When Choice Is Unacceptable
Tolerant of everything except tolerance
By ROBERT A. GEORGE
Updated 7:00 PM EDT, Tue, Mar 31, 2009
It's the extremes that make politics ugly.
The activists on the far ends of ideological divide are just as likely to go after their own would-be allies as they are to train their fire on their actual opponents.
Check out Planned Parenthood and other pro-choice activists: They're upset with Virginia Gov. Tim Kaine who, for the rest of the year will also be wearing the hat of chairman of the Democratic National Committee. On Monday, Kaine signed legislation that creates a customized license plate inscribed with the phrase, "Choose Life." Any revenue from sales of those license plates go to crisis pregnancy centers, where women are counseled and urged to carry the child to term, either keeping it or giving it up for adoption.
In any event, pro-choice advocates engaged Kaine in what turned out to be an unsuccessful full court press to get him to veto the bill.
“It is surprising that Governor Kaine would do this, but it’s all the more surprising that he would do it as chair of the DNC,” said Paulette McElwain, the president of the Virginia League for Planned Parenthood.
McElwain exchanged numerous calls with the governor’s office over the license plates and organized a grass roots effort that logged more than 2,000 calls to the governor’s staff.
“We provided him with abundant information,” she said. “We’re terribly disappointed that he decided to sign it.”
In Washington, NARAL/Pro-Choice America channeled more than 17,000 emails and 200 calls to the DNC urging Kaine to veto the bill.
“It is unfortunate that, even after receiving thousands of messages from Virginians and pro-choice activists across the country, Gov. Kaine has opted to sign a bill that advances a divisive political ideology at the expense of women’s health,” NARAL/Pro-Choice America president Nancy Keenan said in a statement.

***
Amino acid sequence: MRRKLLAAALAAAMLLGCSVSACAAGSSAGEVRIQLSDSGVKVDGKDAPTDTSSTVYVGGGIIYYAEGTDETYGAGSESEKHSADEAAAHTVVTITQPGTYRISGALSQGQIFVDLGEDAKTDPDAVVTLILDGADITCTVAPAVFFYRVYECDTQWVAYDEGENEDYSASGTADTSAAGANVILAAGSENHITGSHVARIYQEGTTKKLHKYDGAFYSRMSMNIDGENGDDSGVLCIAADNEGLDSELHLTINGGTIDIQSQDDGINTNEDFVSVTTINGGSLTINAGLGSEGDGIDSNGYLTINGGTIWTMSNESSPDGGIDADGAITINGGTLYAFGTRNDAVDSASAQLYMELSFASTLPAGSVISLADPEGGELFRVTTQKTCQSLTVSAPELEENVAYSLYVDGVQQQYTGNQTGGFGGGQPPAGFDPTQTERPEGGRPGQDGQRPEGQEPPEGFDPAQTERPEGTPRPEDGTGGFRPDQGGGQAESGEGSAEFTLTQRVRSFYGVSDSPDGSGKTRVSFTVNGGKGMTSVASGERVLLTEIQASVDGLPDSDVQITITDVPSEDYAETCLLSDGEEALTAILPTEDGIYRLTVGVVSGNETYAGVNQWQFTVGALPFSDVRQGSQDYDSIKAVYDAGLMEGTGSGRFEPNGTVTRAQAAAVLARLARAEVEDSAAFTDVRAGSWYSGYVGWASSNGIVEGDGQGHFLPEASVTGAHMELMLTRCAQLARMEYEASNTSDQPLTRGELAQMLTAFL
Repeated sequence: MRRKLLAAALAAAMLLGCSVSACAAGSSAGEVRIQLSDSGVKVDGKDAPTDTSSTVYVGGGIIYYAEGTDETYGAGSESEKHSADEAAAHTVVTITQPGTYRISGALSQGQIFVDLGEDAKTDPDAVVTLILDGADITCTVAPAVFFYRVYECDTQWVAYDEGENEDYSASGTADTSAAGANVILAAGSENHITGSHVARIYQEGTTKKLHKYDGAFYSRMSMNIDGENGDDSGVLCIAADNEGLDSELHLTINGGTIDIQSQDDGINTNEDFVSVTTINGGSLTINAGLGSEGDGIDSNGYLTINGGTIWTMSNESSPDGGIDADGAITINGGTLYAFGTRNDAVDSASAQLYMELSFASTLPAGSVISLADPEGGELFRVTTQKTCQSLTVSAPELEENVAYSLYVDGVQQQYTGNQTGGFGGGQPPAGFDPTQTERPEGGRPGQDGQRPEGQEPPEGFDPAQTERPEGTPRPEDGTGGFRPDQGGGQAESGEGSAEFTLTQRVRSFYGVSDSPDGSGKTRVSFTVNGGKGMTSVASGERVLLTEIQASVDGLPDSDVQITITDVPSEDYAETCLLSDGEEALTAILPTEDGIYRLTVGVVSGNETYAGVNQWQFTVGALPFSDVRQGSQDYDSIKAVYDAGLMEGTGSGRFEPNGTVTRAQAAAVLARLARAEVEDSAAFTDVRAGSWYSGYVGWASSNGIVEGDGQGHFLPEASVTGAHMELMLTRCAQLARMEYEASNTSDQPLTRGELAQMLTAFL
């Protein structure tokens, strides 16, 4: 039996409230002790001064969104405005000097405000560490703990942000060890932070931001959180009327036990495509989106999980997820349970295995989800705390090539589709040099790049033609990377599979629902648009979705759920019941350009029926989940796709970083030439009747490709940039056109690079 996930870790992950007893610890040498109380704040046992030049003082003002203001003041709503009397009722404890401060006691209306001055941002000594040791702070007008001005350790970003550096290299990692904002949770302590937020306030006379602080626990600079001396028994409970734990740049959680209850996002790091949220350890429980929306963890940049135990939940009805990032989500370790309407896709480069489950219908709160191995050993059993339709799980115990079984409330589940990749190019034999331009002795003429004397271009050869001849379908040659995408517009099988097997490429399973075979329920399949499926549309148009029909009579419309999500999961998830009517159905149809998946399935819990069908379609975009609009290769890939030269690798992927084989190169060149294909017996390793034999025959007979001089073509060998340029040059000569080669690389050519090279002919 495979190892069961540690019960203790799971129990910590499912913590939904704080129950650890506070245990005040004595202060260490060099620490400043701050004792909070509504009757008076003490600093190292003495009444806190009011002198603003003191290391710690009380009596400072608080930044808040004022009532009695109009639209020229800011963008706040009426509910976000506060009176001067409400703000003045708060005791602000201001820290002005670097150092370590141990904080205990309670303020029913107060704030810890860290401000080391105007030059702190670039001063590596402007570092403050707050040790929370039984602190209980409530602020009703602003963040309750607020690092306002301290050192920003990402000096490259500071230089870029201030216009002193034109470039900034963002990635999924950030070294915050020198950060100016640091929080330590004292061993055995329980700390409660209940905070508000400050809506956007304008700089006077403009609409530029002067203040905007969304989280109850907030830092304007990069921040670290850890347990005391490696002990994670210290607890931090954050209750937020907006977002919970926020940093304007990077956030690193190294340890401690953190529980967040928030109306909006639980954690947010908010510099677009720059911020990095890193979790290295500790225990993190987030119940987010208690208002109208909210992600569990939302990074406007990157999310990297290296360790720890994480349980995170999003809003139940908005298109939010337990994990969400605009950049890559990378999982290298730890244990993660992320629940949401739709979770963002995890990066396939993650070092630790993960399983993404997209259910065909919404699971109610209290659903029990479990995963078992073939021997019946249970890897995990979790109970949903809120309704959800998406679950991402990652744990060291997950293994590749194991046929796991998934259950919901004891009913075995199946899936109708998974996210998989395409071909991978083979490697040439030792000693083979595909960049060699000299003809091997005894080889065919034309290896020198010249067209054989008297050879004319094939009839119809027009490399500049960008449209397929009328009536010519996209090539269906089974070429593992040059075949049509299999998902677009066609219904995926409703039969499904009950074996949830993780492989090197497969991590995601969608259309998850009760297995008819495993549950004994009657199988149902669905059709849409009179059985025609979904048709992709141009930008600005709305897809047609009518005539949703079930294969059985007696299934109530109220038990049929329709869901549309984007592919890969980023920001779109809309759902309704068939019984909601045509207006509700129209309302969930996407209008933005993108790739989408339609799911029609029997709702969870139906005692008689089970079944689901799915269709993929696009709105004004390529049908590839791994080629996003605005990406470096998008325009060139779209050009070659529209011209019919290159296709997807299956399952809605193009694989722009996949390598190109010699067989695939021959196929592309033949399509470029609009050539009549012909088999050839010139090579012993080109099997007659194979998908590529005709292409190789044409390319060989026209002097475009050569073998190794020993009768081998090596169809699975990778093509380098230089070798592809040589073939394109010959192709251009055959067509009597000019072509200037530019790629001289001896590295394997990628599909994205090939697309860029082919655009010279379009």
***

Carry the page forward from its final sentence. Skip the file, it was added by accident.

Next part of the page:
Weren't liberals supposed to be the "tolerant" ones?
And pro-lifers supposedly extremist?
If Planned Parenthood wants to make its own customizable license plate, Kaine has made it clear that he'll approve that. This is ultimately a freedom of speech issue -- the pro-lifers want to get their message out; the pro-choicers wanted Kaine to block one manner in which that speech could be spread.
This is also an example of smart policy overlapping with smart politics. Obama was the first Democrat to win the rather conservative state of Virginia since LBJ in 1964. Obama also appointed Kaine chairman of the DNC. Kaine's sticking to his guns on this demonstrates a bit of fairness and moderation toward the pro-life cause (Kaine's placing restrictions on embryonic stem cell research may do the same). It's not likely to get Obama or Democrats in general a whole bunch of pro-life votes -- but it doesn't unnecessarily create more hostility from that sector either.
Somehow, pro-choicers will manage to get over this particular Kaine mutiny.
Robert A. George is a New York writer. He blogs at Ragged Thots.
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